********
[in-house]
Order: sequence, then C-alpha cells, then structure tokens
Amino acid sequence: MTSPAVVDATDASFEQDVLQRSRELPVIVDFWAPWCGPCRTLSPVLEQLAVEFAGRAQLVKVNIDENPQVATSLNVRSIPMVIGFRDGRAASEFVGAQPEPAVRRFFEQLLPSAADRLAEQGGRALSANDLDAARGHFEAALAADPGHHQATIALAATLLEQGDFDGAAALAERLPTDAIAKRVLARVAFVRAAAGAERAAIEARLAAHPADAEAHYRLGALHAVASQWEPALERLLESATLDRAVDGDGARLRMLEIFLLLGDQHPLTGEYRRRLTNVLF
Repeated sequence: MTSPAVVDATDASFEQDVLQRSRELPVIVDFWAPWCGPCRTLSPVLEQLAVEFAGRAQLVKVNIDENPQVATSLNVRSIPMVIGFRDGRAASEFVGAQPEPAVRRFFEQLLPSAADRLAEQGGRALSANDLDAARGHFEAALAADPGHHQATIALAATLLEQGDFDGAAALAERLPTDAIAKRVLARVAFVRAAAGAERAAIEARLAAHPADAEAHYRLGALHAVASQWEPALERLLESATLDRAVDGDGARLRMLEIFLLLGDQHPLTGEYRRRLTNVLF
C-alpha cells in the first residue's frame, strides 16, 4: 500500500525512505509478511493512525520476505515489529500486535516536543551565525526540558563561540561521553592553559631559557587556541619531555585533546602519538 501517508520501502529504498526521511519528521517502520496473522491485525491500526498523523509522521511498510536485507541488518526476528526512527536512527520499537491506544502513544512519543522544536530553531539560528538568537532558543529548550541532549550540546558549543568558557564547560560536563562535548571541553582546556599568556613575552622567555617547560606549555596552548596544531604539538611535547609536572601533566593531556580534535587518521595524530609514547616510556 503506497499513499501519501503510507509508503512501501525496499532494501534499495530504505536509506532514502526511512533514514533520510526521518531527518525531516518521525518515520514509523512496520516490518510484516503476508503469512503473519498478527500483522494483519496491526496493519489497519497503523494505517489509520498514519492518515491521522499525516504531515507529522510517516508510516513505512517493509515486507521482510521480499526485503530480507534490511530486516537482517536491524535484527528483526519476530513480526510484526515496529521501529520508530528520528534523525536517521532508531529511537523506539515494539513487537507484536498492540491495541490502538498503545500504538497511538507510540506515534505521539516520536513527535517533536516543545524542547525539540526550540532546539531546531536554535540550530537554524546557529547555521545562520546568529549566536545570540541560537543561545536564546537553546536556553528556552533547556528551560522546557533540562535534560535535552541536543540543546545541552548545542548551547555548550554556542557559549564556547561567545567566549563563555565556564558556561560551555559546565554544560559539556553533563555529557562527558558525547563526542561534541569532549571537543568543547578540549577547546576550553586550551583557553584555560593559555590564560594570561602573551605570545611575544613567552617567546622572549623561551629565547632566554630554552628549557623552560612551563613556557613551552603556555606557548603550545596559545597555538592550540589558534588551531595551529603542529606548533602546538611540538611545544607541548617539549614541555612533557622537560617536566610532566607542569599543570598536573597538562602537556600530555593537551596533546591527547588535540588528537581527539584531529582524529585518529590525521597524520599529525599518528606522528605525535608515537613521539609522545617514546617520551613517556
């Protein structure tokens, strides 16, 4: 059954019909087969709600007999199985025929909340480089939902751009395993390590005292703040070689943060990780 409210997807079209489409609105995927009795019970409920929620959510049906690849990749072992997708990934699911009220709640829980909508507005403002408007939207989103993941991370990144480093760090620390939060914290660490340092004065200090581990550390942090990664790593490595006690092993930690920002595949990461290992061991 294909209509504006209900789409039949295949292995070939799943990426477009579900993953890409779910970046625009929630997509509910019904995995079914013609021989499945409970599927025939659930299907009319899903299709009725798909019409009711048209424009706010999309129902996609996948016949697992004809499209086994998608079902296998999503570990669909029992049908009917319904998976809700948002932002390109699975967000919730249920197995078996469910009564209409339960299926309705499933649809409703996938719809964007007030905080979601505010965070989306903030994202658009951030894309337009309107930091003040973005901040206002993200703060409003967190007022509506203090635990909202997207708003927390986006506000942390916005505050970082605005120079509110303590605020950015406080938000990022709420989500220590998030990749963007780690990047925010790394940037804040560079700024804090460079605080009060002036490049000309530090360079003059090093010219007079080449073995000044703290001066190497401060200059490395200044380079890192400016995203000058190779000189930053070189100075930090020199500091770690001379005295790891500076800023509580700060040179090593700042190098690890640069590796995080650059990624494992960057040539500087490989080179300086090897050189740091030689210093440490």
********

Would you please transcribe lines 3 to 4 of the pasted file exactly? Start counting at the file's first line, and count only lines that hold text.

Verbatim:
Amino acid sequence: MTSPAVVDATDASFEQDVLQRSRELPVIVDFWAPWCGPCRTLSPVLEQLAVEFAGRAQLVKVNIDENPQVATSLNVRSIPMVIGFRDGRAASEFVGAQPEPAVRRFFEQLLPSAADRLAEQGGRALSANDLDAARGHFEAALAADPGHHQATIALAATLLEQGDFDGAAALAERLPTDAIAKRVLARVAFVRAAAGAERAAIEARLAAHPADAEAHYRLGALHAVASQWEPALERLLESATLDRAVDGDGARLRMLEIFLLLGDQHPLTGEYRRRLTNVLF
Repeated sequence: MTSPAVVDATDASFEQDVLQRSRELPVIVDFWAPWCGPCRTLSPVLEQLAVEFAGRAQLVKVNIDENPQVATSLNVRSIPMVIGFRDGRAASEFVGAQPEPAVRRFFEQLLPSAADRLAEQGGRALSANDLDAARGHFEAALAADPGHHQATIALAATLLEQGDFDGAAALAERLPTDAIAKRVLARVAFVRAAAGAERAAIEARLAAHPADAEAHYRLGALHAVASQWEPALERLLESATLDRAVDGDGARLRMLEIFLLLGDQHPLTGEYRRRLTNVLF